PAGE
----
Mercury records co-founder Irvin Green, dead at age 90

According to Bruce Fressier of the Desert Sun, Irvin Green, the Palm Springs-based co-founder of Mercury Records, age 90, died of natural causes at 5 a.m. Saturday at Desert Regional Medical Center in Palm Springs.

Green was remembered by friends as a recording pioneer who helped break popular music’s color barrier, co-founding Mercury in 1944 –  turning it into the first independent record company to become a major label. 

Green said growing up among all types of people in the poor west side of Chicago gave him his egalitarian views. “I was brought up in a mixed neighborhood,” he said in an interview with The Desert Sun in January, “and that stayed with me forever.”

While the four majors – RCA, Columbia, Decca and Capitol – promoted their mainstream music through network radio, Mercury distributed jazz, R&B and country western tunes not licensed for network radio through a jukebox network, allowing him to gain national distribution for music that previously had only regional success.

Mercury pioneered a “black sound” by promoting such black artists as Sarah Vaughan, Dinah Washington and the Platters. It recorded Louis Armstrong’s first No. 1 hit in 1964 with “Hello, Dolly!”

It also scored hits by white pop singers such as Vic Damone and the Four Seasons and more folksy artists like Frankie Laine, Patti Page, and Flatt and Scruggs.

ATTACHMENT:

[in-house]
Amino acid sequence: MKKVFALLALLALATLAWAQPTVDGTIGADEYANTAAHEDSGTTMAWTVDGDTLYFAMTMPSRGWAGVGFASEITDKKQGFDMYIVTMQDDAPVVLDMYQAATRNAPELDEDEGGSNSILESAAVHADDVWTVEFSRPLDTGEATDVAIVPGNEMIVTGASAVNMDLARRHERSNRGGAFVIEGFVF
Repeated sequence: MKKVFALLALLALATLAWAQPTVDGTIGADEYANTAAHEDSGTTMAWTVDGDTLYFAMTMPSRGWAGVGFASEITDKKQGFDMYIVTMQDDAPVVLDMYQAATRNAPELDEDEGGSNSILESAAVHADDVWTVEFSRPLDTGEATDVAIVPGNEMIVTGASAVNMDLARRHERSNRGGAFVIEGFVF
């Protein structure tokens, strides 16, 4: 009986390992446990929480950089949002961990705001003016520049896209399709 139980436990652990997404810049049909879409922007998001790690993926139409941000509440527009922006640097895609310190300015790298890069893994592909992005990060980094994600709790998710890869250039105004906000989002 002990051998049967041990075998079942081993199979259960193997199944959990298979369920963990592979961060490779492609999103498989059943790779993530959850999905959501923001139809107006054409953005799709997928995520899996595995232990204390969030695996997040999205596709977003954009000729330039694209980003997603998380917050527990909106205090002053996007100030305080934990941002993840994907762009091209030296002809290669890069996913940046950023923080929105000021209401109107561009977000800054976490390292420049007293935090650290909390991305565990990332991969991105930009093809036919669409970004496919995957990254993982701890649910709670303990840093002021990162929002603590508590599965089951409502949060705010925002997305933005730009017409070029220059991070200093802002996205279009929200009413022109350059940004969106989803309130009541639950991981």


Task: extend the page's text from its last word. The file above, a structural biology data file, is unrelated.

Mercury became the first major label to hire a black top executive when Green made Quincy Jones a vice president in charge of artists and repertoire. “Irvin has a broad taste,” Jones said in an interview with The Desert Sun in February before Green’s 90th birthday. “It was across the board and I think that’s what we shared – that diversified taste.”

Green attended St. John’s University in New York for two years before having to get a job during the Depression. He worked in his father’s paint contracting business and went into sheet metal with a partner. They built hydraulic presses and made records.

Jones said one of Green’s many accomplishments was buying the Chappell music publishing catalog for $42 million in 1962 and selling it 12 years later for $110 million.
“It’s worth about a half-billion dollars now,” Jones said.

Artists who recorded for Mercury Records under Irvin Green and their representative hits:
Frankie Laine, “That’s My Desire,” “Rawhide”
Patti Page, “Tennessee Waltz,” “(How Much Is) That Doggie in the Window”
Sarah Vaughan, “My Funny Valentine,” “Embraceable You”
Dinah Washington, “Harbor Lights,” “What A Difference A Day Makes”
Charlie Parker, “Charlie Parker With Strings” CD
Dizzy Gillespie (Phillips Records), “No More Blues,” “Desafinado”
Vic Damone, “You’re Breaking My Heart,” “Again”
Louis Armstrong, “Hello, Dolly!”
Lester Flatt and Earl Scruggs, “Foggy Mountain Breakdown”
The Platters: “Only You,” ‘The Great Pretender”
Brook Benton, “It’s Just A Matter of Time,” “Baby (You’ve Got What It Takes)” with Dinah Washington
The Big Bopper, “Shantilly Lace”
Lesley Gore, “It’s My Party,” “You Don’t Own Me”
The Smothers Brothers, “Aesop’s Fables,” “Mom Always Liked You Best”
The Four Seasons (on Phillips) “Dawn (Go Away),” “Rag Doll”

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